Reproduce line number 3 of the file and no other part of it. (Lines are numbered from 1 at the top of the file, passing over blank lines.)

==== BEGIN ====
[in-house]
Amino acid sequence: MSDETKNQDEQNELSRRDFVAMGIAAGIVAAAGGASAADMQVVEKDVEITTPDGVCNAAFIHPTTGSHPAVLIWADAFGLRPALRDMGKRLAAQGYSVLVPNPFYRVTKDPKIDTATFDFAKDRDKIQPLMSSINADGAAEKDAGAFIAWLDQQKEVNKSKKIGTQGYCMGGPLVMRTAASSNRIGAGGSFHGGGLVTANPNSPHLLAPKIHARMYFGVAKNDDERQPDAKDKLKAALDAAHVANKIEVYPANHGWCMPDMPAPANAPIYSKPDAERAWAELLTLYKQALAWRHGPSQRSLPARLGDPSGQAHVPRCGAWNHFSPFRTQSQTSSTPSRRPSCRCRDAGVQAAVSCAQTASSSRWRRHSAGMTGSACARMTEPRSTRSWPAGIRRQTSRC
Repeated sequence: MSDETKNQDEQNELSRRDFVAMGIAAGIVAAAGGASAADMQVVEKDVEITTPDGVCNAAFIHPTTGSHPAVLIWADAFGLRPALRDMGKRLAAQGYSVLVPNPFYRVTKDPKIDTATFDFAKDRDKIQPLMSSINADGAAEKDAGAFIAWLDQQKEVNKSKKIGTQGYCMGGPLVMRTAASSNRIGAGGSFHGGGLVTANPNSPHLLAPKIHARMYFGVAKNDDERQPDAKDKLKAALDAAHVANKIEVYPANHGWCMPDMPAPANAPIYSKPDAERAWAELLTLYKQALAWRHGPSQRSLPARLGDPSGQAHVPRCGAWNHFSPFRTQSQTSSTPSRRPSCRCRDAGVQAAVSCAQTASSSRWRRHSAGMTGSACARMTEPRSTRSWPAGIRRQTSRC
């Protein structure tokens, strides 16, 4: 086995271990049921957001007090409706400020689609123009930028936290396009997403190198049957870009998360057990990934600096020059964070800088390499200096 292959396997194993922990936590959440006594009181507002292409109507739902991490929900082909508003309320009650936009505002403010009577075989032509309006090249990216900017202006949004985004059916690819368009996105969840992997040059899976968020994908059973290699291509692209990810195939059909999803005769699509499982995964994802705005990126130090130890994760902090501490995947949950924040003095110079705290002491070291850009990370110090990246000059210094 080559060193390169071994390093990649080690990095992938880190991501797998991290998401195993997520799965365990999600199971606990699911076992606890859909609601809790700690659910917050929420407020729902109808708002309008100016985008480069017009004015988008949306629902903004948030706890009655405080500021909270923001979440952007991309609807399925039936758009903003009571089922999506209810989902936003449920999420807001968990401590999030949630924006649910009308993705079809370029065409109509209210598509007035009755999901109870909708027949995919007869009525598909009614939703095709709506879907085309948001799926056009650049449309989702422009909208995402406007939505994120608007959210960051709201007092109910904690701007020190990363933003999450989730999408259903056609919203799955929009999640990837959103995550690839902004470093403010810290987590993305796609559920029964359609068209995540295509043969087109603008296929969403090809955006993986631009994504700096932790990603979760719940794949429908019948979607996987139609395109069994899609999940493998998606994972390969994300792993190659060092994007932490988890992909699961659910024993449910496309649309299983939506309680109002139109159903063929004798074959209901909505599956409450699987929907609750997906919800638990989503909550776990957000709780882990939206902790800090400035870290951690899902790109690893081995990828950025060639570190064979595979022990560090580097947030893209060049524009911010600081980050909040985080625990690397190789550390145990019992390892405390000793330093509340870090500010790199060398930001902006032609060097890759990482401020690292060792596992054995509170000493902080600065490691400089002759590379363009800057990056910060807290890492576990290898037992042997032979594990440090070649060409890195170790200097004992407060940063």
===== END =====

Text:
Repeated sequence: MSDETKNQDEQNELSRRDFVAMGIAAGIVAAAGGASAADMQVVEKDVEITTPDGVCNAAFIHPTTGSHPAVLIWADAFGLRPALRDMGKRLAAQGYSVLVPNPFYRVTKDPKIDTATFDFAKDRDKIQPLMSSINADGAAEKDAGAFIAWLDQQKEVNKSKKIGTQGYCMGGPLVMRTAASSNRIGAGGSFHGGGLVTANPNSPHLLAPKIHARMYFGVAKNDDERQPDAKDKLKAALDAAHVANKIEVYPANHGWCMPDMPAPANAPIYSKPDAERAWAELLTLYKQALAWRHGPSQRSLPARLGDPSGQAHVPRCGAWNHFSPFRTQSQTSSTPSRRPSCRCRDAGVQAAVSCAQTASSSRWRRHSAGMTGSACARMTEPRSTRSWPAGIRRQTSRC